Monday, August 8

Rocket Lab has successfully launched an American spy satellite | Digital Trends Spanish

Rocket Lab has successfully launched a spy satellite in orbit for the United States National Reconnaissance Office (NRO).

Rocket Lab’s Electron rocket launched the satellite into space from Launch Complex-1 on Peninsula Bay, New Zealand, early Thursday ET.

The launch was originally scheduled for earlier in the week, but was called off due to winds so strong that it had to “walk at a lean,” according to Rocket Lab CEO Peter Beck.

Calmer conditions eventually prevailed, paving the way for the Electron to lift the NRO’s secret payload into space. A video (below) shared by Rocket Lab shows the early stages of the flight.

MISSION SUCCESS! Electron’s Kick Stage has successfully deployed the @NatReconOfC‘s payload to orbit. Welcome to your new home in space, #NROL199! pic.twitter.com/hOOryOsATG

— RocketLab (@RocketLab) August 4, 2022

Thursday’s NROL-199 mission, dubbed “Antipodean Adventure,” marked the second of two consecutive Rocket Lab flights for the NRO after the launch of NROL-162 on July 13.

According to Rocket Lab, the payload was deployed in partnership with the Australian Department of Defense for cooperative satellite activities.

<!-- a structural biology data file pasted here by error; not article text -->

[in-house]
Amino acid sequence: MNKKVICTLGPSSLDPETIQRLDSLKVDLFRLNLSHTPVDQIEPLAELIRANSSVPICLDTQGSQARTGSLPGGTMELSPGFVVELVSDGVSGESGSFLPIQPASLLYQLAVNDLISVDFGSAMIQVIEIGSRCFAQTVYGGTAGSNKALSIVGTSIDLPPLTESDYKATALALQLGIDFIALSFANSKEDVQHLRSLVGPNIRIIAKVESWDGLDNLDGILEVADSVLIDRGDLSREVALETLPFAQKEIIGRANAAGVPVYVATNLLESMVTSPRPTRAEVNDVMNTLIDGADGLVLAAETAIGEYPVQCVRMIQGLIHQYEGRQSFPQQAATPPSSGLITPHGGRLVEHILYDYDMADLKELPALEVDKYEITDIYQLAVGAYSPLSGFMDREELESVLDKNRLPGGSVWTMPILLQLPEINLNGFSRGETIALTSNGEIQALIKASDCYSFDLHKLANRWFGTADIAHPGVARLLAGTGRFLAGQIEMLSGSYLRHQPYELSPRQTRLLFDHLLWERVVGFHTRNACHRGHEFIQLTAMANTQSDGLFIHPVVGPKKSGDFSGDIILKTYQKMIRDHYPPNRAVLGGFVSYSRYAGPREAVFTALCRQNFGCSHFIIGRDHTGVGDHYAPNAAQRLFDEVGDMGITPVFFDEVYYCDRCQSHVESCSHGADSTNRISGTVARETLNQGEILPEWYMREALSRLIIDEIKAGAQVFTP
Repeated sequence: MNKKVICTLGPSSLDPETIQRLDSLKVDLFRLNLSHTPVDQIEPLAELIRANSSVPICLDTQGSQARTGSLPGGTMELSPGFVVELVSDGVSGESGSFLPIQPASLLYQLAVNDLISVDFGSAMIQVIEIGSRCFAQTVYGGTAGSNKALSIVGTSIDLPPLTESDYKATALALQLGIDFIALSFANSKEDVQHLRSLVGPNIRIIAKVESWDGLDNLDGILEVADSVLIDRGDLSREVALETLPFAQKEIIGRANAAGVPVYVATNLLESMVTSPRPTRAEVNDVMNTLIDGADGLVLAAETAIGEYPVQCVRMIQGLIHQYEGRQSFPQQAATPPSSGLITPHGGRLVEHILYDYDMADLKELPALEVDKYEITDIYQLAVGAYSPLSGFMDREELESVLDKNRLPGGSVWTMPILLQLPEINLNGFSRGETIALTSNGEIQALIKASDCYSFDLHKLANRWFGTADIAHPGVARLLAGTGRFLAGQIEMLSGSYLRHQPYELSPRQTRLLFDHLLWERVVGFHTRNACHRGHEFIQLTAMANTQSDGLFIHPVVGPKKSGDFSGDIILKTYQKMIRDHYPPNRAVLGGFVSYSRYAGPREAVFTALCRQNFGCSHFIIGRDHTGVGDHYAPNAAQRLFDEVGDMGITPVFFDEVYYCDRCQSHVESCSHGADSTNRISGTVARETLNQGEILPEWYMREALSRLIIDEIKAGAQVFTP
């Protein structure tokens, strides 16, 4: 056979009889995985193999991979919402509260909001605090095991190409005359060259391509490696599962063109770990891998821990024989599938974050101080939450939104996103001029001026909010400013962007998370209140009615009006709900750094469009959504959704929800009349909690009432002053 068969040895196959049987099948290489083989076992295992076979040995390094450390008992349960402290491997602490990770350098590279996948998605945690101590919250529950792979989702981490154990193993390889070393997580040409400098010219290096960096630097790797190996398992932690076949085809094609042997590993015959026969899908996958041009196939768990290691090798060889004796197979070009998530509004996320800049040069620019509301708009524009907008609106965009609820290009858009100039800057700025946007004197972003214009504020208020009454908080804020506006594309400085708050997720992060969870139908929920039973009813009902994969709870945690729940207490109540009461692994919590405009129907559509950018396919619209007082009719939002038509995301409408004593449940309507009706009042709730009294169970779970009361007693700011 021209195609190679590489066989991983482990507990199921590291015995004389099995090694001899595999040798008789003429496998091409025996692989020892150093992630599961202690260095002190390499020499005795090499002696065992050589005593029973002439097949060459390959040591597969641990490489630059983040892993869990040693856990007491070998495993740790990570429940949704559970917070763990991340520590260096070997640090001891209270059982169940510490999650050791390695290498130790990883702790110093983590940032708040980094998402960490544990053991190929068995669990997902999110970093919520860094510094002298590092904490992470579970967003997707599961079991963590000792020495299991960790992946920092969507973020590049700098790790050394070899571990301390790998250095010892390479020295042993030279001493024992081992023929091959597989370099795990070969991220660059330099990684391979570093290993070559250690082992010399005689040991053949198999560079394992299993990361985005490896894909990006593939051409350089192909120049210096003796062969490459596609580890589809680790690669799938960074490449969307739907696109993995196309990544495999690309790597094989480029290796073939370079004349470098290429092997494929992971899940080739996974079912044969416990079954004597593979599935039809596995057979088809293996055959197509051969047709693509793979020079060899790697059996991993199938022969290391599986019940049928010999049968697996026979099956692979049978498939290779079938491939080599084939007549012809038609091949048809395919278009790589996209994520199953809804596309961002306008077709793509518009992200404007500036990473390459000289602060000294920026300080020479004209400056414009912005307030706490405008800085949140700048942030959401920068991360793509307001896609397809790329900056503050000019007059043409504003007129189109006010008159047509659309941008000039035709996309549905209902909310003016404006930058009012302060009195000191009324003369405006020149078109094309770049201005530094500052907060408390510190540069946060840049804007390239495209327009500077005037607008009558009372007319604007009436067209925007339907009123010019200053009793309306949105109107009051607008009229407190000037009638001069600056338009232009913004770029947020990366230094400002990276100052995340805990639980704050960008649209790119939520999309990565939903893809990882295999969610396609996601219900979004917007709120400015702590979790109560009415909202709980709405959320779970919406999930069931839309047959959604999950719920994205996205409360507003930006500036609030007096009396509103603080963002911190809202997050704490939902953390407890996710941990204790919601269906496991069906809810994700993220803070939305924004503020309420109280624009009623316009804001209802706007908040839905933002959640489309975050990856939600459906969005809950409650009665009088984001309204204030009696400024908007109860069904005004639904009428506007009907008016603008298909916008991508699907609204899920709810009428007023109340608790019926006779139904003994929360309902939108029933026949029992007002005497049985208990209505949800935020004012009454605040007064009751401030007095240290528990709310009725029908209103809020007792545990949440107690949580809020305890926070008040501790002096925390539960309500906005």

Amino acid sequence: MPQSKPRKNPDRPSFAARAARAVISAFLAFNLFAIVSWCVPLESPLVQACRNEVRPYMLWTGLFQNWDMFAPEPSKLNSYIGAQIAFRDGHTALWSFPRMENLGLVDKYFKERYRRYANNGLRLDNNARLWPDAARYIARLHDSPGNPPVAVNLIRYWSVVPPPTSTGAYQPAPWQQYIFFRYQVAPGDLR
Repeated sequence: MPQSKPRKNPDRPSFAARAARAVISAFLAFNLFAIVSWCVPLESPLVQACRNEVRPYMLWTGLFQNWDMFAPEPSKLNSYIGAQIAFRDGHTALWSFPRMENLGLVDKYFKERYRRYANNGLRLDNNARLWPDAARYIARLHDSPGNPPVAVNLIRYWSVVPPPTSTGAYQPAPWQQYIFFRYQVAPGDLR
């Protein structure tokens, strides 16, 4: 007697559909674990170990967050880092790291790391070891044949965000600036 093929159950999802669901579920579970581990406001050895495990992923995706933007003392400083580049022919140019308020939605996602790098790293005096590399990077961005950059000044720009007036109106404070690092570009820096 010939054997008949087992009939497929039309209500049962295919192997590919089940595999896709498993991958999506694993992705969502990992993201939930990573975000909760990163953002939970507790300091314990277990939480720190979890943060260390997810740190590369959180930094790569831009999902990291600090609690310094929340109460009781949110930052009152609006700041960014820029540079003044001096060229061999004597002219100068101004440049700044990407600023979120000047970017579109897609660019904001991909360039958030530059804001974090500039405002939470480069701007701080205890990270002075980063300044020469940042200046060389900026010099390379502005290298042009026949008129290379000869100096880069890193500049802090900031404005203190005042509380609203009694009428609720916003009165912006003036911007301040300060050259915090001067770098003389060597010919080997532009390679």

Since it’s a spy satellite, no one involved in the mission is revealing much, though Rocket Lab said it will allow the NRO to provide “critical information to government agencies and decision makers monitoring international issues.”

Based in California but launching all 28 of its space missions to date from Beck’s home country of New Zealand, Rocket Lab is competing with SpaceX and Virgin Orbit as a provider of launch services.

Most of the missions Rocket Lab have involved small satellite deployments for a variety of private companies and government organizations, though with a new, more powerful rocket design in the works, it also has plans for larger satellite deployments, and is even considering manned flights.

One of his most notable missions in recent months involved the CAPSTONE satellite launch, which is playing a major role in NASA’s preparations for a new era of lunar exploration. The satellite will test a possible lunar orbit for the Gateway, a space station that is set to provide support for long-term manned missions to the moon.

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